Knox, G.W., A. Bolques, M. Chappell and L. Landrum. 2012. Sustainable Production Resources for Container Plant Nurseries. Proc. Florida State Horticultural Society 125:In press.
Hundreds of existing Extension and other resources were reviewed by grant PIs. A final list of more than 350 publication resources relevant to nursery sustainability were compiled and catalogued by topic (http://snpp.caes.uga.edu/snpp/sustainability-resources/) for access by interested parties. In addition, six new publications were developed to fill gaps in nursery sustainability information:
Chappell, Matthew and Gary W. Knox. 2012. Nursery Crop Selection and Market Implications, Bulletin 1398. Cooperative Extension, the University of Georgia College of Agricultural and Environmental Sciences, Athens, GA. 6 pp. February 2012.
Knox, Gary W., Matthew Chappell and Robert H. Stamps. 2012. Alternatives to synthetic herbicides for weed management in container nurseries. 5 pp. August 2012.
Chappell, Matthew, Jean Williams-Woodward and Gary W. Knox. 2012. Sanitation in propagation. 6 pp.
Chappell, Matthew, Jean Williams-Woodward and Gary W. Knox. 2012. Sanitation in nursery production. 7 pp.
Knox, G.W. and M. Chappell. Alternatives to Petroleum-Based Containers for the Nursery Industry, ENH1193. 2011. Florida Cooperative Extension Service, University of Florida, Institute of Food and Agricultural Science, Gainesville, FL. 5 pp.
Knox, G.W. and M. Chappell. 2011. Nursery Crop Selection and Market Niches, ENH1194. Florida Cooperative Extension Service, University of Florida, Institute of Food and Agricultural Science, Gainesville, FL. 5 pp.
DelValle, T. and L.B. Landrum. 2011. Integrated Pest Management. Florida Cooperative Extension Service, University of Florida, Institute of Food and Agricultural Science, Gainesville, FL. 2 pp.
- You Tube (http://www.youtube.com/playlist?list=PL0F03B997B5E7D5D7&feature=plcp)
- Southeastern Nursery IPM Blog (http://blog.caes.uga.edu/sehp)
- Nursery Crop University Listserve [NRSRYCRP@LISTSERV.UTK.EDU]
- IPM Florida Listserve [IPM-FLORIDA-L@LISTS.UFL.EDU]
- University of Florida IFAS News (http://news.ifas.ufl.edu/; http://www.facebook.com/UFIFASNews; http://twitter.com/UFfoodandagnews)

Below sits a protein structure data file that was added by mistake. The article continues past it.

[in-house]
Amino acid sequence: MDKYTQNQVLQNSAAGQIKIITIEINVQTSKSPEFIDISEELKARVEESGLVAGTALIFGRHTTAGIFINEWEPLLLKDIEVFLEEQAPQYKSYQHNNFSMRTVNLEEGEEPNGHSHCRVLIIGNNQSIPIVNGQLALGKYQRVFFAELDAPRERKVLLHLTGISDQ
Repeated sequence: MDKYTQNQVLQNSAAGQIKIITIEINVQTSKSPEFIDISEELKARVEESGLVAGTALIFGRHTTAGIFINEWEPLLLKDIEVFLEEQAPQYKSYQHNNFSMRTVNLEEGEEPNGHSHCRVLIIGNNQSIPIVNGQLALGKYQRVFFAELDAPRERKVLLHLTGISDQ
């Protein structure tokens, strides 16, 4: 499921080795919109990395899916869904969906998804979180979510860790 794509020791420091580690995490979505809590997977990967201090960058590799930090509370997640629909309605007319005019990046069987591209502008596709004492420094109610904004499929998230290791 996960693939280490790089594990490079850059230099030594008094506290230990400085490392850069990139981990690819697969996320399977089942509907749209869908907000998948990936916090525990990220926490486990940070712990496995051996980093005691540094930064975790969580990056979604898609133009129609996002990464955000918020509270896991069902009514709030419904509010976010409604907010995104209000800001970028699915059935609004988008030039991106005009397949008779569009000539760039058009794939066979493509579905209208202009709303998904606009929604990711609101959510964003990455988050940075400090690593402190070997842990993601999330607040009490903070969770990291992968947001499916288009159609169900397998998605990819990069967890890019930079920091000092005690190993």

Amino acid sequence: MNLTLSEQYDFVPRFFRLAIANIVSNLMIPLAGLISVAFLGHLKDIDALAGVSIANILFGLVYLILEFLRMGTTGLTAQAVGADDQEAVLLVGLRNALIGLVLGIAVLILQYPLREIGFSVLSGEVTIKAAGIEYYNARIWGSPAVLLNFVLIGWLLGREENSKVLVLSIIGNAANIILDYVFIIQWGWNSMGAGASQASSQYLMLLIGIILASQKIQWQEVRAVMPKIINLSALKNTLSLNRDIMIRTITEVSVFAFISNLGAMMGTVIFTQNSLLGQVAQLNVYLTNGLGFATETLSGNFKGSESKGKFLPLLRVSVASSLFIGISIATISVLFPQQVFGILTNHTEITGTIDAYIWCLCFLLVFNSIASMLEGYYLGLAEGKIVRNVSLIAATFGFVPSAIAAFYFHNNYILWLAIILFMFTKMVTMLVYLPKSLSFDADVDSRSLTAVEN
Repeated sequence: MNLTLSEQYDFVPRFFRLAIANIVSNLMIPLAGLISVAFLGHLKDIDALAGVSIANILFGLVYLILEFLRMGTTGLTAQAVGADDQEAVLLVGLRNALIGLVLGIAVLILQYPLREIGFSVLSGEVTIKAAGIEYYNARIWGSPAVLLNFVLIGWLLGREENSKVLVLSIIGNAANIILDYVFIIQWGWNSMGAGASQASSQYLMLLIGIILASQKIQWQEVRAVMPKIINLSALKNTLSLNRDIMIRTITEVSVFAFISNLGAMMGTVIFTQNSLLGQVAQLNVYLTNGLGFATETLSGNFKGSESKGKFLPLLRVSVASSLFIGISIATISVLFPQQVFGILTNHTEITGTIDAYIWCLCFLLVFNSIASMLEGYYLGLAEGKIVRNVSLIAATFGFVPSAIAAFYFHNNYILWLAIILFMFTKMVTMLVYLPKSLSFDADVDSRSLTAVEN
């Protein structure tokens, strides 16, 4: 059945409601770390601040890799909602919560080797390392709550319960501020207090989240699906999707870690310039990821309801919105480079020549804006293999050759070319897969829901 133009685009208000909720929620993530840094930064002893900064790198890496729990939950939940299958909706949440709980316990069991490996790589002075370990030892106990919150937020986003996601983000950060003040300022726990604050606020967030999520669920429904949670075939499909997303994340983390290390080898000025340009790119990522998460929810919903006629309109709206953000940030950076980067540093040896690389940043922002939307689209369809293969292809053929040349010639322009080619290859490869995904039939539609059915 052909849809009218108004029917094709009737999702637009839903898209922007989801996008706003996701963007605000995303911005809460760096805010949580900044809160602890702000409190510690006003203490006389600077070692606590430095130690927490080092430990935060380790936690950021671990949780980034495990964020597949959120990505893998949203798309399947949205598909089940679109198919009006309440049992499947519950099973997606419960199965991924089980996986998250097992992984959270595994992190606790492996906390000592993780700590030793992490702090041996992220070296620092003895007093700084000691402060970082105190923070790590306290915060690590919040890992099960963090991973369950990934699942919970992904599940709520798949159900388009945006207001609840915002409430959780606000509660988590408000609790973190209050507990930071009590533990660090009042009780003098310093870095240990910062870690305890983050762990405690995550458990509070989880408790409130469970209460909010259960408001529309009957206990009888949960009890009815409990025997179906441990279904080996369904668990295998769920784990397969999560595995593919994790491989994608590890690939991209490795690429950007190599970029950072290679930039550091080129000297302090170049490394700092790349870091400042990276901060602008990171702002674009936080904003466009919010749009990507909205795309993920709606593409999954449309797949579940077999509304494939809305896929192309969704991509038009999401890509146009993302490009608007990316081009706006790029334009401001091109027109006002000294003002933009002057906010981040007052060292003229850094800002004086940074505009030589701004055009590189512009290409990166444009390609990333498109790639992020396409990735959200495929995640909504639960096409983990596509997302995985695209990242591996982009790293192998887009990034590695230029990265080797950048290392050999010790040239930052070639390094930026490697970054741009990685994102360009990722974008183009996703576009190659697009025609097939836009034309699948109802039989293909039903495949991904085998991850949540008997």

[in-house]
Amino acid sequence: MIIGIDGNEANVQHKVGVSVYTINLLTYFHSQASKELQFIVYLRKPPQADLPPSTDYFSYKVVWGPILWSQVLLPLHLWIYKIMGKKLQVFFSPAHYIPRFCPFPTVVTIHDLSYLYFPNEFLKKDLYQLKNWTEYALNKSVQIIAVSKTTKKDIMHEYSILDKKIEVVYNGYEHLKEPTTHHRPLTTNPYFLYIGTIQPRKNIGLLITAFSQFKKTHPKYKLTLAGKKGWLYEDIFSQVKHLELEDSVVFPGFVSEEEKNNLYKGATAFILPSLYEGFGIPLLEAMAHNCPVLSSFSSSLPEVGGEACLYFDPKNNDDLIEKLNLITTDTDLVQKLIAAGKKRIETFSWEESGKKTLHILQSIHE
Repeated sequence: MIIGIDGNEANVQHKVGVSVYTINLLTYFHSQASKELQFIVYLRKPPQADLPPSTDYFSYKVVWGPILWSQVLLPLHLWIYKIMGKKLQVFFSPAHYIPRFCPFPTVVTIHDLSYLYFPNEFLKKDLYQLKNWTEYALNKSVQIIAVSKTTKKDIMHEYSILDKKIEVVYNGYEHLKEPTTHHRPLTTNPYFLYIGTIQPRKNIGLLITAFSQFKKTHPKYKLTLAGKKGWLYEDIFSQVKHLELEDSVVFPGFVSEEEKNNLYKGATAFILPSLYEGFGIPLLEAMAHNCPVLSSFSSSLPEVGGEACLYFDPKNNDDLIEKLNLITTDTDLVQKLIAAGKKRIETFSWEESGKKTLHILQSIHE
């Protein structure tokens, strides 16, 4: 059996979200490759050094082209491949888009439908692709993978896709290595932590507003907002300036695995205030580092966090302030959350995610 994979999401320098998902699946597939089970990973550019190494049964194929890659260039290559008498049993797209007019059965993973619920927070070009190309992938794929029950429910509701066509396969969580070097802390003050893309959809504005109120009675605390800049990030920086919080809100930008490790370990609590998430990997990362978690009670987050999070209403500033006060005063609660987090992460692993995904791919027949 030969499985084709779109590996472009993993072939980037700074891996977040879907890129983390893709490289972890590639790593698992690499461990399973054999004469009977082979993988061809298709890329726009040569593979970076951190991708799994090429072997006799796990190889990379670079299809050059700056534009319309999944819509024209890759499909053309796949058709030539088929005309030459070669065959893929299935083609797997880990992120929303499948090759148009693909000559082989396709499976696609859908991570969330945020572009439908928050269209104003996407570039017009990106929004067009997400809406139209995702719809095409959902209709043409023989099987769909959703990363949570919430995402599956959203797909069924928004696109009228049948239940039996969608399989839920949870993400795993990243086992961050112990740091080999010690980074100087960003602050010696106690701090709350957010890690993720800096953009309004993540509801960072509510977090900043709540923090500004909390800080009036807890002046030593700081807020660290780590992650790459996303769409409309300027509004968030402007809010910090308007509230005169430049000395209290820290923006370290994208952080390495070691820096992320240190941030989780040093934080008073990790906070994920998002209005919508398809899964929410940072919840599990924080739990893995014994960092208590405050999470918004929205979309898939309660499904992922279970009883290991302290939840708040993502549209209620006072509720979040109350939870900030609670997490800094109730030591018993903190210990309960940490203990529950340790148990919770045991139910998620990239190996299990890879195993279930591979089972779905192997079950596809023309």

- University of Florida IFAS Extension LISTSERV Server (15.5) [LISTSERV@LISTS.IFAS.UFL.EDU]
- University of Georgia Extension Listserv ( EXTANR@LISTSERV.UGA.EDU)
- Universtiy of Tennessee Extension Listserv
- Nursery Crop Selection
- Alternatives to Synthetic Herbicides
- Georgia Nursery Crop Selection
- 2012 Knox et al
- 2011 Bolques et al
County Agent Training. Eighteen county agents completed an evaluation instrument following the two-day in-service training. More than 83% of respondents gave “good” or better evaluations for the training organization, length and relevance to county programming. More than 99% of respondents agreed or strongly agreed they have opportunities to use in-service information in their counties, and 77.8% of respondents rated in-service research summaries as “very useful.” Similarly, 94.4% strongly agreed they were committed to using information from this training in their programs. Finally, 50% of respondents replied “A lot” when asked how much the workshop increased their ability to lead a workshop as a result of this training, and 66.7% agreed this training will help them address this emerging issue. Overall, 94.5% of participants rated the in-service training as “good” or “very good.”
Consumers have high quality standards for ornamentals, and nursery producers are skeptical that sustainable practices can produce high quality plants as well as sustain profits. Our resources and curriculum for county extension agents will help them train nursery producers about practical, sustainable nursery practices that are profitable as well as produce high quality ornamentals.